) -- Investors who think they can predict the outcome of U.S. Food and Drug Administration advisory panels this year might be better off just flipping a coin.
FDA advisory committees have become much tougher in 2010 with only a bit more than half of drugs taken in front of panels receiving positive recommendations, according to an analysis conducted by Concept Capital, the healthcare policy research arm of Sanders Morris Harris.
As of August 26, FDA advisory committees have recommended approval 12 out of 23 times, or a rate of just 52%, according to Concept Capital.
"The percentage of 'yes' recommendations is down significantly compared to 2009 and 2008, when 75% and 80% of drugs received positive recommendations," said Ramsey Baghdadi, an analyst with Concept Capital.
Notable "no" votes from advisory panels this year include
lymphoma drug pixantrone,
obesity drug Qnexa,
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pain drug Acurox and
(JAZZ - Get Report)
fibromylagia drug JZP-6.
The 52% rate of positive votes is similar to the 50% rate in 2007, considered to be one of the worst regulatory periods for the pharmaceutical and biotech sectors in years, said Concept Capital, in its analysis.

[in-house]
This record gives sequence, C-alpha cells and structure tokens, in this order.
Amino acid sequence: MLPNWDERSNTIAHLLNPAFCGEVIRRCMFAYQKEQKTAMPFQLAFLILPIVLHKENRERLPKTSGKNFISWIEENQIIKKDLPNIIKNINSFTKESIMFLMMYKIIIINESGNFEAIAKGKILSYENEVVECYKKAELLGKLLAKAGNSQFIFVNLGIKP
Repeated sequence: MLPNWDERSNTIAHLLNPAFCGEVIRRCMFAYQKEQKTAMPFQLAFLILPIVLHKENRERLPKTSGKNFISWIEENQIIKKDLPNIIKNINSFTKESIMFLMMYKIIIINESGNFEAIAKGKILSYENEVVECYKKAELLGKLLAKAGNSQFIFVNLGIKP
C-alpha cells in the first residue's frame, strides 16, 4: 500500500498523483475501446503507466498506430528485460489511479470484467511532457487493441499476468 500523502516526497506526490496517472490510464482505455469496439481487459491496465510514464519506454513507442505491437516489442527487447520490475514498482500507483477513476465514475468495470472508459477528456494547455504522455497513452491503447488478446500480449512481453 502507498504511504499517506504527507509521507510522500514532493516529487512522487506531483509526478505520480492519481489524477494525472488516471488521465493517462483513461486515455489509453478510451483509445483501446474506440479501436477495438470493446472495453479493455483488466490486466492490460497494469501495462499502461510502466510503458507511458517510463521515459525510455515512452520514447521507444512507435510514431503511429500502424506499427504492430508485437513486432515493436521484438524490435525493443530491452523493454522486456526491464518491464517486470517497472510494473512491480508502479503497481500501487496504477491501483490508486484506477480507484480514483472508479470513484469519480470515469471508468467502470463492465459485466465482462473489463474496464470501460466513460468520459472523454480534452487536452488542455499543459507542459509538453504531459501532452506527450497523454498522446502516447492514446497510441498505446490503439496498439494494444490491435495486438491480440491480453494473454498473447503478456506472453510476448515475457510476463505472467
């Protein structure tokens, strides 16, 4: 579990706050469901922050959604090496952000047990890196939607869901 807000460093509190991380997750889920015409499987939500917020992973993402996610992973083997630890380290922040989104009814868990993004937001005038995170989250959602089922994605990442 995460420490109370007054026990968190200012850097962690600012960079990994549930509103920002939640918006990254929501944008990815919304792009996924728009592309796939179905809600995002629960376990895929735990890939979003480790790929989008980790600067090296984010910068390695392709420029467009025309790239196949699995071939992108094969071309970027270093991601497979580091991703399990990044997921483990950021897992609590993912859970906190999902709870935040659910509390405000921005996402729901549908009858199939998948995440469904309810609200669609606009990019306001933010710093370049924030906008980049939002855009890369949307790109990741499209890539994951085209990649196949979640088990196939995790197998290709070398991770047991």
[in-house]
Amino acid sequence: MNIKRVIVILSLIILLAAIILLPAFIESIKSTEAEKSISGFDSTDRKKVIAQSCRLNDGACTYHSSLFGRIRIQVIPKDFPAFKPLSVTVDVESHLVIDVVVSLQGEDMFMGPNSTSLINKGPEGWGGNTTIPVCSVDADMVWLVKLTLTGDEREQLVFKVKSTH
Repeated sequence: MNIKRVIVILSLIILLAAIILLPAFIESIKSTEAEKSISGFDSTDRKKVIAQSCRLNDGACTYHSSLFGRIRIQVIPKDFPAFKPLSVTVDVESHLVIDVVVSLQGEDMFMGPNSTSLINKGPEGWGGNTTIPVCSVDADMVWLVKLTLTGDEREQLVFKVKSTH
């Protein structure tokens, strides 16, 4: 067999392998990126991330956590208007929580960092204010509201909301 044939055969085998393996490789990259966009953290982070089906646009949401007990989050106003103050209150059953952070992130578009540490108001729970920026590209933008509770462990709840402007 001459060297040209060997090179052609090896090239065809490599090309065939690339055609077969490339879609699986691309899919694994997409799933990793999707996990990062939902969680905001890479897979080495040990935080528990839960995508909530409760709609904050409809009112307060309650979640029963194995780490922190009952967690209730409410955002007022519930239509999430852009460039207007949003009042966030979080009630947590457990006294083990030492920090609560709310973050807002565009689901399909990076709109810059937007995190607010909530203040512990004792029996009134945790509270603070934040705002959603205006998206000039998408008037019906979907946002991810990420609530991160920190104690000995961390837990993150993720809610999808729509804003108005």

So far this year, the Oncologic Drugs Advisory Committee has voted against approval for all three cancer drugs it has reviewed this year. Conversely, the Peripheral and Central Nervous System Drugs Advisory Committee has been the most amenable, recommending approval all three times for drugs from
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Concept Capital's Baghdadi says FDA advisory panels have become more unpredictable for two main reasons: First, the FDA is bringing more drugs in front of advisory panels due to changes in FDA law that require most new drugs to be reviewed by outside experts. Second, stricter conflict of interest rules implemented by FDA have made it more difficult for the agency to recruit experienced panel members.
Despite the tougher stance at FDA advisory panels, Concept Capital believes the overall environment for drug approvals at FDA is improved compared to prior years.
Concept Capital limited its analysis to new molecular entities and major new indications for currently approved drugs that were reviewed by advisory panels attached to the FDA's Center for Drug Evaluation and Research.
A broader look at FDA advisory panel, including biologic drugs and those reviewed by other FDA divisions offers a bit more optimistic picture -- 15 "yes" votes from 27 panels, or a 56% rate.